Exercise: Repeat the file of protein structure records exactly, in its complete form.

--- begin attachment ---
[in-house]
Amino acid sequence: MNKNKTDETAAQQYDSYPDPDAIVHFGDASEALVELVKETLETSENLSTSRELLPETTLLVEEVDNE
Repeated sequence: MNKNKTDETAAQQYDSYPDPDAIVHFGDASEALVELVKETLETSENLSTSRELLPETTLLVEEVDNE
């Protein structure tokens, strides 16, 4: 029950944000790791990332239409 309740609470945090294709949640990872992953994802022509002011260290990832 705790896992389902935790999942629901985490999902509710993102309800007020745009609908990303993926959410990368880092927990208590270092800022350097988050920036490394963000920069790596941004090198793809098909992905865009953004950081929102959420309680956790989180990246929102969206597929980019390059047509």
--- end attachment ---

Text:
[in-house]
Amino acid sequence: MNKNKTDETAAQQYDSYPDPDAIVHFGDASEALVELVKETLETSENLSTSRELLPETTLLVEEVDNE
Repeated sequence: MNKNKTDETAAQQYDSYPDPDAIVHFGDASEALVELVKETLETSENLSTSRELLPETTLLVEEVDNE
């Protein structure tokens, strides 16, 4: 029950944000790791990332239409 309740609470945090294709949640990872992953994802022509002011260290990832 705790896992389902935790999942629901985490999902509710993102309800007020745009609908990303993926959410990368880092927990208590270092800022350097988050920036490394963000920069790596941004090198793809098909992905865009953004950081929102959420309680956790989180990246929102969206597929980019390059047509």